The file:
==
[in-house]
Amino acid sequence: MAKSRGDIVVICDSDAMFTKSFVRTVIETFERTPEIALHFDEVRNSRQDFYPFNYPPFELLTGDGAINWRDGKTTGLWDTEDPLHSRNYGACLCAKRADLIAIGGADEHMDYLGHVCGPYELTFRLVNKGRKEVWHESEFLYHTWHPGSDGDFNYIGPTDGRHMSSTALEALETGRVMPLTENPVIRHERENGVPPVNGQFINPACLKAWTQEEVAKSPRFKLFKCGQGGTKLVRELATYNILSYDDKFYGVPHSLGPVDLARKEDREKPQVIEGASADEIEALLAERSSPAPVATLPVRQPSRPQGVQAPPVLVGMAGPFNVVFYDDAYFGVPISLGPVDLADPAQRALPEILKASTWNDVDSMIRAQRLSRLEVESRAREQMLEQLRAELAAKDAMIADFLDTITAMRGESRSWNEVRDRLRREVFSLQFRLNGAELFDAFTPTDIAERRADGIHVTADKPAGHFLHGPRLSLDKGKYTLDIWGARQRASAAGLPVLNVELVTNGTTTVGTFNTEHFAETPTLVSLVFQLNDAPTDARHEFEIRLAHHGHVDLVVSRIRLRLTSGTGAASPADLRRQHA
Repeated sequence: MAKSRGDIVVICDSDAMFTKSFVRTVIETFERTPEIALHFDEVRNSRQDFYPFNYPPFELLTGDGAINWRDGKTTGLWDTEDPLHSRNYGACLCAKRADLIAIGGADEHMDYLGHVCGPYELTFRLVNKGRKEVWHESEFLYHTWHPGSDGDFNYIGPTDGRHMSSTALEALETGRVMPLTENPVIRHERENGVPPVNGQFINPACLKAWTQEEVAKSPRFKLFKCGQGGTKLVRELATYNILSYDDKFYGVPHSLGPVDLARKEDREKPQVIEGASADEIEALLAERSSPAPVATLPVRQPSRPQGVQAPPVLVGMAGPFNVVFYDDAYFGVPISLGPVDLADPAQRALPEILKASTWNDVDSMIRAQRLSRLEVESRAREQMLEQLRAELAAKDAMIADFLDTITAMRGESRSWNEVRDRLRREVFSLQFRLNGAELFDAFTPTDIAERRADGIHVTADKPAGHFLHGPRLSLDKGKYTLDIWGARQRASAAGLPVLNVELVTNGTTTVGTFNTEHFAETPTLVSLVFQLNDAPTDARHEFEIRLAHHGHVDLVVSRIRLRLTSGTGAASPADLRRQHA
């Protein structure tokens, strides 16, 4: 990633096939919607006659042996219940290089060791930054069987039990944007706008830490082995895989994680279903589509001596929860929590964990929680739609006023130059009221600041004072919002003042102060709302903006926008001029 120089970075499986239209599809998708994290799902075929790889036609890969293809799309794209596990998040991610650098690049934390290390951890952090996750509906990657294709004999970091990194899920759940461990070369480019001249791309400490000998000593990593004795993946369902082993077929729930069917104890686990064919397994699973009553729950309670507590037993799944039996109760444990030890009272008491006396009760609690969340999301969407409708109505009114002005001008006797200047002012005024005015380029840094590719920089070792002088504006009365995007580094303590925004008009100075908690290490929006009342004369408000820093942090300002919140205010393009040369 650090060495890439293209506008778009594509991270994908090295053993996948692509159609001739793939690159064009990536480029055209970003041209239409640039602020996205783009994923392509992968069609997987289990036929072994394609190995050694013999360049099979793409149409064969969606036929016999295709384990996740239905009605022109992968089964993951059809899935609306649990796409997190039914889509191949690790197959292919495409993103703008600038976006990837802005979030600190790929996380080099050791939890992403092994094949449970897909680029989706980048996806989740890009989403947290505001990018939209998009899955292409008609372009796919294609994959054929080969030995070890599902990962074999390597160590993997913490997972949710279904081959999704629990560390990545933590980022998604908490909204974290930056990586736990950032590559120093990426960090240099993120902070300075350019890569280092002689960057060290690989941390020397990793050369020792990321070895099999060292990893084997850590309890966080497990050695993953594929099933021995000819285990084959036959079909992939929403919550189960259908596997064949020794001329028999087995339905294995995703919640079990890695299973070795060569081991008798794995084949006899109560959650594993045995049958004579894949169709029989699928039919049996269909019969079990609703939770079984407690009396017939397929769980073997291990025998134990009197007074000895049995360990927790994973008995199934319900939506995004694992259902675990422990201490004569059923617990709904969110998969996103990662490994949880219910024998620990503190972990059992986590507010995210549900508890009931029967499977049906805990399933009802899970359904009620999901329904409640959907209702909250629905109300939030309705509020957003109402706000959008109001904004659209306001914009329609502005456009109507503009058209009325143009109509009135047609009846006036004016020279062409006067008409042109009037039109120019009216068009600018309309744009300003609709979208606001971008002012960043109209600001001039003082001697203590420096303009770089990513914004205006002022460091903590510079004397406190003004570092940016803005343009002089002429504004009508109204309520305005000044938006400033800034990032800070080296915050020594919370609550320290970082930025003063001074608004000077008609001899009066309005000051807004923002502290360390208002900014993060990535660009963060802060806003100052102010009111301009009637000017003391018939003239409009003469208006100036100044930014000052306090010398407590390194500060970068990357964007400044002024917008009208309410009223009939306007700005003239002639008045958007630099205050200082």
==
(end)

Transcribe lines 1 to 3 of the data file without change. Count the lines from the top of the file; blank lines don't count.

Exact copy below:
[in-house]
Amino acid sequence: MAKSRGDIVVICDSDAMFTKSFVRTVIETFERTPEIALHFDEVRNSRQDFYPFNYPPFELLTGDGAINWRDGKTTGLWDTEDPLHSRNYGACLCAKRADLIAIGGADEHMDYLGHVCGPYELTFRLVNKGRKEVWHESEFLYHTWHPGSDGDFNYIGPTDGRHMSSTALEALETGRVMPLTENPVIRHERENGVPPVNGQFINPACLKAWTQEEVAKSPRFKLFKCGQGGTKLVRELATYNILSYDDKFYGVPHSLGPVDLARKEDREKPQVIEGASADEIEALLAERSSPAPVATLPVRQPSRPQGVQAPPVLVGMAGPFNVVFYDDAYFGVPISLGPVDLADPAQRALPEILKASTWNDVDSMIRAQRLSRLEVESRAREQMLEQLRAELAAKDAMIADFLDTITAMRGESRSWNEVRDRLRREVFSLQFRLNGAELFDAFTPTDIAERRADGIHVTADKPAGHFLHGPRLSLDKGKYTLDIWGARQRASAAGLPVLNVELVTNGTTTVGTFNTEHFAETPTLVSLVFQLNDAPTDARHEFEIRLAHHGHVDLVVSRIRLRLTSGTGAASPADLRRQHA
Repeated sequence: MAKSRGDIVVICDSDAMFTKSFVRTVIETFERTPEIALHFDEVRNSRQDFYPFNYPPFELLTGDGAINWRDGKTTGLWDTEDPLHSRNYGACLCAKRADLIAIGGADEHMDYLGHVCGPYELTFRLVNKGRKEVWHESEFLYHTWHPGSDGDFNYIGPTDGRHMSSTALEALETGRVMPLTENPVIRHERENGVPPVNGQFINPACLKAWTQEEVAKSPRFKLFKCGQGGTKLVRELATYNILSYDDKFYGVPHSLGPVDLARKEDREKPQVIEGASADEIEALLAERSSPAPVATLPVRQPSRPQGVQAPPVLVGMAGPFNVVFYDDAYFGVPISLGPVDLADPAQRALPEILKASTWNDVDSMIRAQRLSRLEVESRAREQMLEQLRAELAAKDAMIADFLDTITAMRGESRSWNEVRDRLRREVFSLQFRLNGAELFDAFTPTDIAERRADGIHVTADKPAGHFLHGPRLSLDKGKYTLDIWGARQRASAAGLPVLNVELVTNGTTTVGTFNTEHFAETPTLVSLVFQLNDAPTDARHEFEIRLAHHGHVDLVVSRIRLRLTSGTGAASPADLRRQHA